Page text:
‘Haick’ as in Hossam or ‘Hayek’ as in Selma is Arabic for Weaver or one who nets or crochets or does needlework on cloth. From there, I am tempted to believe, the distance to nanotechnology is short. So, you see, Professor Hossam Haick is part and parcel of our daily rural Palestinian lifestyle, not some distant intellectual or scientific prodigy orbiting in the mysterious academic space of scientific institutions whether in Israel or California. As I said, I am trying hard to believe he is one of us.

In my eagerness to claim a share in the good professor/researcher/inventor, I am happy to discover that we agree on several points of principle. Take the opening statement in the above-mentioned report that I hope you have already read by now:

“Hossam Haick, whose breakthrough work in nanotechnology has garnered global accolades, says his success as an Arab citizen of Israel proves that education knows no boundaries and is key to improving his community's lot.”

Of course, I agree with my good neighbor’s assessment! Notice though while reading the article that its author takes the cautious stand of using the politically accepted practice in official Israeli circles, and hence in America as well, of referring to us, the Palestinian citizens of Israel, as ‘Israel’s Arabs’ except later on when speaking of “Palestinian-Israeli violence”, the one single time that the un-kosher term is used. Here is my take on the subject, this time from the introduction to my collection of short stories, Chief Complaint: A Country Doctor’s Tales of Life in Galilee, (Just World Books, 2015.)

“Yes, in the ‘state of the Jews’ education is the Palestinians’ strong card: We are proud sumud and education freaks. Entire families pool their combined labor wages to support a student through college. Young professionals are hard at work to guarantee their community a future and measure up to the high expectations of their hard slugging artisan fathers and mothers, descendants of land-stripped subsistence farmers. The practice and the tradition should be enough to sustain us in the face of the gathering storm.”

The head of the Technion, the oldest Israeli university and the home research and teaching institute of Prof. Haick, sees the same factual situation and reaches the same conclusion. Except that he puts the onus of their relative regressive state, by implication, on the Arab students:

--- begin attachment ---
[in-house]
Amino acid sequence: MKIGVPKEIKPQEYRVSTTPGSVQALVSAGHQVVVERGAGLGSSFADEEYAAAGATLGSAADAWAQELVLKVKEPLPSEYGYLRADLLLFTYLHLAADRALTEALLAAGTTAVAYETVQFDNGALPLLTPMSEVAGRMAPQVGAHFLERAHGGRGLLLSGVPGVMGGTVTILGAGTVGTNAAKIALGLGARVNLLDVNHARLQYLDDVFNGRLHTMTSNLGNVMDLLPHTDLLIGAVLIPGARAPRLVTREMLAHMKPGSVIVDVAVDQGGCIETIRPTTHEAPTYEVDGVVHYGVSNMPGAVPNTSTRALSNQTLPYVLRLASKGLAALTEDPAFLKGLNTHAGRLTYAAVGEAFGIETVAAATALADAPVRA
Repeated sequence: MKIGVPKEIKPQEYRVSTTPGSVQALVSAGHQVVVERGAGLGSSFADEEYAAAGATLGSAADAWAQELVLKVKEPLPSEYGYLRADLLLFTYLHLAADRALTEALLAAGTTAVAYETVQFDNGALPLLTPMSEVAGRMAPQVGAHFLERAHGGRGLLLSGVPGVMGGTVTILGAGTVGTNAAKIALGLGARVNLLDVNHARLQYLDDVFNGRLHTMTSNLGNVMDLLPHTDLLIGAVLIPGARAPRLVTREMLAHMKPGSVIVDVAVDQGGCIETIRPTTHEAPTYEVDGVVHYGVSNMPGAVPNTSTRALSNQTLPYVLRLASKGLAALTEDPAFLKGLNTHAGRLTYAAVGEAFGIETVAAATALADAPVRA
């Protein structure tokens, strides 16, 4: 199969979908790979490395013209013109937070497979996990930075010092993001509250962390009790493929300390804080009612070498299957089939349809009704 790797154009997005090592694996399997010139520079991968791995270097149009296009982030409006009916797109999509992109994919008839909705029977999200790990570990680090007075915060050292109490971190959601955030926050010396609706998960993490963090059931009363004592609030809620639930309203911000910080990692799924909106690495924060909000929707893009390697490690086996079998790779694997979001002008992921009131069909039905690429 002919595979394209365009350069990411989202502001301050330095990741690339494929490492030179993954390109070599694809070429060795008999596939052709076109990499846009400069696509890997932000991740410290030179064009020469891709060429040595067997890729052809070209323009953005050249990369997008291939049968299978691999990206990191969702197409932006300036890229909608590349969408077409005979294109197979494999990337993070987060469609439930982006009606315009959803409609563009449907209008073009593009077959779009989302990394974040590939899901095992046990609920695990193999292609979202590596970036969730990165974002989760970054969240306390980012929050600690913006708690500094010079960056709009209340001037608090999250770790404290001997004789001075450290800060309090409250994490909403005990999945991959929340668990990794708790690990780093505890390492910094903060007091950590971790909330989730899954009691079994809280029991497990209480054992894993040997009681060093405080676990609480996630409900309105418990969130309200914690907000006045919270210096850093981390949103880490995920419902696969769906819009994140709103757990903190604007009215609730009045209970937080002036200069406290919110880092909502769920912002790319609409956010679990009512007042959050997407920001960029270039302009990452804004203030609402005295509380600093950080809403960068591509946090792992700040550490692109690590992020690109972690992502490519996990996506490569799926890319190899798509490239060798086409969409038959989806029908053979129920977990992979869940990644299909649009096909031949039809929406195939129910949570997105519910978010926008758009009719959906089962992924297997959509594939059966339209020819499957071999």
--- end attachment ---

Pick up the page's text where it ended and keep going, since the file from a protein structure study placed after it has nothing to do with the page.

"He is an extraordinary talent," said Peretz Lavie, the president of the Technion. "He shows ... there is no glass ceiling and no discrimination in science. He serves as a role model to youth in the (Arab) sector, that if they invest in education they can go far."

I am not accusing the Associated Press or the NYT of open enmity to Palestinians in this report but rather of abiding by the self-imposed Israeli and AIPAC rules of discourse in which positive terminology is reserved for Jewish Israel and negative associations for Palestine and Palestinians. The latter are best not mentioned at all by specific name so as not to grant them linguistic recognition that may well lead to them agitating for political recognition. For more on the charged topic of partiality in reporting please see the article at the following link:

And here is one last connection I want to claim: quite early on, in 2013 I registered for Prof. Haick’s online course on nanotechnology and nanosensors . Unfortunately, I wasn’t persistent enough to gain all the potential benefits. In my own defense I will say this: I registered in the course more as a vote of confidence in and a gesture of seeking to associate with the rising star even if only intellectually and at a distance. It was that rather than gaining new knowledge that drove me subconsciously, I now admit in retrospect. Contrary to the classic saying, it is never too late to learn ‘new tricks.’ But, starting with the premise based on which I registered for the course, I faced a wide array of choices. As a physician I am impressed daily by the names and achievements of so many young physicians right in my neck of the woods. In 1970 when I returned to my home village of Arrabeh I was the only western-trained physician in an area of Galilee of over 50 thousand people, including Eilaboun. In a recent survey Arrabeh alone boasts having 280 physicians. There are too many stars for me to gaze at, you understand, Prof. Haick. I guess I blinked and missed out on all the benefits of your full course. I know you will forgive me this once.


You know what! I almost forgot! I also was knighted by the French. Except that my armor never shined because I don’t speak their language.